The U.S. led global equity markets with a return of 4.3 per cent in USD terms (2.0 per cent CAD) following a very strong first quarter. Developed market equities were also up, with the MSCI World returning 3.8 per cent in local currency terms (1.9 per cent CAD). Emerging markets were slightly positive in local currency terms, returning 0.3 per cent, but negative in Canadian dollar terms (-1.5 per cent CAD) due to appreciation of the Canadian dollar over the quarter.

“The pace of global growth is expected to slow this year as unfolding trade tensions between the U.S. and China, as well as the announcement of tariffs on Mexico, weigh on market sentiment,” said Todd Nelson, Partner at Mercer Canada. “Signs of weaker global economic growth further added to volatility in the second quarter.”

Both the Bank of Canada and U.S. Federal Reserve held their targets for the overnight rate at 1.75   and 2.5 per cent, respectively, over the second quarter.

The Mercer Pension Health Index

The Mercer Pension Health Index shows the ratio of assets to liabilities for a model pension plan. The ratio has been arbitrarily set to 100% at the beginning of the period. The new Pension Health Index assumes contributions equal to current service cost plus solvency deficit payments, and no plan improvements. The Mercer Pension Health Index assumes that valuations are filed annually on a calendar year basis and that the deficit revealed in each valuation is funded on a monthly basis over the subsequent five years.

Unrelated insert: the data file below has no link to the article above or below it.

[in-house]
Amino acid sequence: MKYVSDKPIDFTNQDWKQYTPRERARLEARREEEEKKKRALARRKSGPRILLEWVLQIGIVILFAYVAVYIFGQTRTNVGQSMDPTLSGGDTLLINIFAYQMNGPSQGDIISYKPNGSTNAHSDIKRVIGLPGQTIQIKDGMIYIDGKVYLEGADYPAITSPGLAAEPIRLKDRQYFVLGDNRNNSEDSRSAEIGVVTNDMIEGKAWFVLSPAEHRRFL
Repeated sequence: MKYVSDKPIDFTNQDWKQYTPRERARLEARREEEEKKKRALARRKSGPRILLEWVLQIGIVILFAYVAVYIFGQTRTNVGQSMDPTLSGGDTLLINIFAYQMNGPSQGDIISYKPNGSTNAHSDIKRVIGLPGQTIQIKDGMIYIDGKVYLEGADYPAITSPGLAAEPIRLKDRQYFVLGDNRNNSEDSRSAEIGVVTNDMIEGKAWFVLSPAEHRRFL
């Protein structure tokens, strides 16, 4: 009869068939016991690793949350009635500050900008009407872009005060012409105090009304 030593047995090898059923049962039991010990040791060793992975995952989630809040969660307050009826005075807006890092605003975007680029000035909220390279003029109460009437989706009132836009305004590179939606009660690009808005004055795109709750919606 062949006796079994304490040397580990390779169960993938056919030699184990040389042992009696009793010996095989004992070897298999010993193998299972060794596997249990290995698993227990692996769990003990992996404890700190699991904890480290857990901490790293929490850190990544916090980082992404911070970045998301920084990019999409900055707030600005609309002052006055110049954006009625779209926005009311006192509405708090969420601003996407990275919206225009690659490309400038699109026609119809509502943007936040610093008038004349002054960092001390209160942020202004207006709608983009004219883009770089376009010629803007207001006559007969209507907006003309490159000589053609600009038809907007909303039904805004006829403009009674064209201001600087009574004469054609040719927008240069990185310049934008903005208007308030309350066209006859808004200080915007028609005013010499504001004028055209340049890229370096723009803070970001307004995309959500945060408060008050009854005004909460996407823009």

Assets: Passive portfolio. Asset mix for periods up to December 31, 2016 of: 42.5% FTSE/TMX Universe Bond Total Return Index; 25% S&P/TSX Composite; 15% S&P 500 (CAD); 15% MSCI EAFE (CAD); 2.5% FTSE/TMX 91 day T-Bills. Asset mix for periods on or after January 1, 2017 of 42.5% FTSE/TMX Long Bond Total Return Index; 15% S&P/TSX Composite; 40% MSCI World (CAD); 2.5% FTSE/TMX 91 day T-Bills.

Liabilities: 50% active members, 50% retired members. 60% of benefits for active members assumed to be settled through commuted values based on the Canadian Institute of Actuaries transfer value standards without the one-month lag, and the remaining 40% assumed to be settled through an annuity purchase. Benefits for retired members assumed to be settled through an annuity purchase. Annuity prices determined based on the CIA guidance for the medium duration illustrative block. Results will vary by pension plan.

Mercer delivers advice and technology-driven solutions that help organizations meet the health, wealth and career needs of a changing workforce. Mercer’s more than 23,000 employees are based in 44 countries and the firm operates in over 130 countries. Mercer is a wholly owned subsidiary of Marsh & McLennan Companies (NYSE: MMC), the leading global professional services firm in the areas of risk, strategy and people. With 75,000 colleagues and annualized revenue approaching $17 billion through its market-leading companies including Marsh, Guy Carpenter and Oliver Wyman, Marsh & McLennan helps clients navigate an increasingly dynamic and complex environment. For more information, visit Follow Mercer on Twitter @MercerCanada.